The 2008 presidential candidate and former Alaskan senator Mike Gravel criticized the current campaign finance system as a corruption of democracy but nonetheless foresaw a victory path to the presidency for Vermont’s junior Democratic senator.
“The most interesting campaign is that of Bernie Sanders,” Gravel, shown at right in an official photo from his 2008 campaign, told the Justice Integrity Project in an interview Aug. 15. Gravel, now 85, made his comments by phone from his home in California. Our Project sought his opinion on the under-reported story of how campaign finance regulations are affecting the race, especially regarding public financing of long-shot candidates.
The two-term Democratic senator (1969-1981), a hero of the Pentagon Papers transparency battle in the 1970s, said of Sanders: “He’s got a very viable shot at winning the primary and the presidency. He’s capturing the sense of economic outrage. He may have jumped in just when people are fed up enough to nominate and elect him.”
Sanders is shown below in a photo taken by the Justice Integrity Project March 9 at the National Press Club. Sanders told the audience he was trying to decide then whether he could gather enough financial support for a viable race, which he entered six weeks later.
Gravel’s critique follows former President Jimmy Carter’s comment last month that The U.S. Is an “Oligarchy With Unlimited Political Bribery,” and the rise of insurgents Sanders and Donald Trump in polling for the Democratic and Republican nominations, respectively.
Gravel described the current financing system as a mess, especially after the Supreme Court’s 2010 Citizens United decision allowed a non-profit corporation to spend for independent political campaigns. A Republican majority decided the case on First Amendment case grounds. The holding was extended to enable donations supposedly “independent” of campaigns to for-profit corporations, labor unions and other associations.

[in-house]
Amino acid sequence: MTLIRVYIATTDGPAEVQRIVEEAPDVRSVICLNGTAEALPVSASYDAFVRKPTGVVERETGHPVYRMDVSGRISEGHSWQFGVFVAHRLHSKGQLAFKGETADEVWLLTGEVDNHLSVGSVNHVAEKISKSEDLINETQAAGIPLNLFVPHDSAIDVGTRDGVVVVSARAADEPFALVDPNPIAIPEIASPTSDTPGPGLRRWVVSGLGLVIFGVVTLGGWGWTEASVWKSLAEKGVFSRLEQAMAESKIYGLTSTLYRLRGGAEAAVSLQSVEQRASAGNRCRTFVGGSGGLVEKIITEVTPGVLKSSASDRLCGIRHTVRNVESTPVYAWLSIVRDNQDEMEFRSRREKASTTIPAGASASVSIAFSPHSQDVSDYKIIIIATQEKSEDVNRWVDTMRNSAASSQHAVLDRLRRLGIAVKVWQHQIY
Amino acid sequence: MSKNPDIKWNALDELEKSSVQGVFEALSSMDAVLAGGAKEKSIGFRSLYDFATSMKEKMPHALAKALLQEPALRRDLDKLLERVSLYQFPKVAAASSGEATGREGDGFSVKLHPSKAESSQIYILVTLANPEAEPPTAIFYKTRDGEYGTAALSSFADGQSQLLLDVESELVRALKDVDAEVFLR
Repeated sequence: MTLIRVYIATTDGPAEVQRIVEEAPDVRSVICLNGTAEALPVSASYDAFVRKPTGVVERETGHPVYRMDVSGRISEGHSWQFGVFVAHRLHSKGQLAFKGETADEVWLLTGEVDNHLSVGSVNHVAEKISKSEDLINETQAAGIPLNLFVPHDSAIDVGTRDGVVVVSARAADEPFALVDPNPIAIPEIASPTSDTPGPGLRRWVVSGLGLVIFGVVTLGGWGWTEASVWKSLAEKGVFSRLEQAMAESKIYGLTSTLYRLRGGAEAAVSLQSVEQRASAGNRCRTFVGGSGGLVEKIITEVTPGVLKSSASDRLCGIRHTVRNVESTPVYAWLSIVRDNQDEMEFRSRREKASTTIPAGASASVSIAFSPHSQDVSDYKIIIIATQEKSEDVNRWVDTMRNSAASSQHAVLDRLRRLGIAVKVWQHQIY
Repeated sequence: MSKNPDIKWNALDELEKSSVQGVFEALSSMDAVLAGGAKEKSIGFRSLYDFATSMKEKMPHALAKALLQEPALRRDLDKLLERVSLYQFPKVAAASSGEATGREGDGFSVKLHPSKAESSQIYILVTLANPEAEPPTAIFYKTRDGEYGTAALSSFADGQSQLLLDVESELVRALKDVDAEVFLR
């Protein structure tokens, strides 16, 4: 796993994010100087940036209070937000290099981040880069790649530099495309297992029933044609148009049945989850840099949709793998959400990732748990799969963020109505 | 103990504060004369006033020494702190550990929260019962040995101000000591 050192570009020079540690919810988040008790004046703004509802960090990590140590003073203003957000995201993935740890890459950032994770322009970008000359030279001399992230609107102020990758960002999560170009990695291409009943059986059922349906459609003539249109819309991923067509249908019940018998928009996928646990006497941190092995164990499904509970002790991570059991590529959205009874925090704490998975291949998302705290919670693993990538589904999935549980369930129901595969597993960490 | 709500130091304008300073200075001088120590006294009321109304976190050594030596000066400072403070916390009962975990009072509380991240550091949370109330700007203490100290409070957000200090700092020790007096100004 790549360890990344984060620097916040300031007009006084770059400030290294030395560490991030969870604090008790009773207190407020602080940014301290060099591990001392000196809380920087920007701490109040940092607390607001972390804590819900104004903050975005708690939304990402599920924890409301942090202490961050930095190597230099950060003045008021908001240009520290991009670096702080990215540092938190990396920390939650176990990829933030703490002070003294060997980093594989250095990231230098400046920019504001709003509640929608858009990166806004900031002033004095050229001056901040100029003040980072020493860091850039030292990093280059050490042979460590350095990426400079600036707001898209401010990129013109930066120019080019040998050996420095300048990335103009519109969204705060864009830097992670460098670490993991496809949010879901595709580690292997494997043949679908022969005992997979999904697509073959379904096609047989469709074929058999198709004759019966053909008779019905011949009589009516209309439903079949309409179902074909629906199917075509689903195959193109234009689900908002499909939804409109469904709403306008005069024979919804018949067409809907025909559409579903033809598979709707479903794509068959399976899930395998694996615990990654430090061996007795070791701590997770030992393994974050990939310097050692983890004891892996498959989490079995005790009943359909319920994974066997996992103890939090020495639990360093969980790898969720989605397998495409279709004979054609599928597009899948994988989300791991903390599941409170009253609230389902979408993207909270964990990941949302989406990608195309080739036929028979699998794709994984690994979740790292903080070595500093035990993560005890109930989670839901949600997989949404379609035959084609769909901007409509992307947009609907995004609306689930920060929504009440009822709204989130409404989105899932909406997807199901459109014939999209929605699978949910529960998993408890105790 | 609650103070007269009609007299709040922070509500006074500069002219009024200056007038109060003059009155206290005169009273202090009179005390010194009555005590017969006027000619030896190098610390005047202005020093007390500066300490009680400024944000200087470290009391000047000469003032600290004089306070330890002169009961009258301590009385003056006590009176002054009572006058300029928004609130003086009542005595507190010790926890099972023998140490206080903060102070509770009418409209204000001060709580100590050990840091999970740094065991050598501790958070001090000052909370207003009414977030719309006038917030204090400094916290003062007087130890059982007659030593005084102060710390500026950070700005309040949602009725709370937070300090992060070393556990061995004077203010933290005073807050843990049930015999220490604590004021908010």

The decision was on a 5-4 party line vote on its most important provisions. It has enabled what some predict to be a 2016 contest that will cost $4 billion total for Democrats and Republicans.
The essential fifth vote for the Republican decision was provided by Justice Clarence Thomas. Yet he ruled with a major conflict of interest. The litigant Citizens Union had provided him with massive public relations support two decades previously in its lobbying campaign urging Senate confirmation despite the notorious sexual misconduct allegations raised against Thomas by such former Thomas staffers as Anita Hill.
Shortly before the Citizens United decision was announced, Virginia Lamp Thomas, the justice’s wife and a longtime Republican lobbyist and advocate, incorporated a consulting business in late 2010 with the help of one of the couple’s longtime wealthy financial backers in order to take early advantage of the vast business opportunities that would become available for political consultants under the decision. Our Justice Integrity Project reported that story in multiple columns in 2011 after the Los Angeles Times learned that Thomas had failed for years to report his wife’s income, as required under his sworn financial statements,
In sum, and as illustrated by Common Cause Files Against Justice Thomas’s Wife’s Group, a greedy and conflicted justice helped change the nation’s laws in a scheme with his puppet masters to profit personally with a minimum of oversight by other legal authorities and the mainstream media.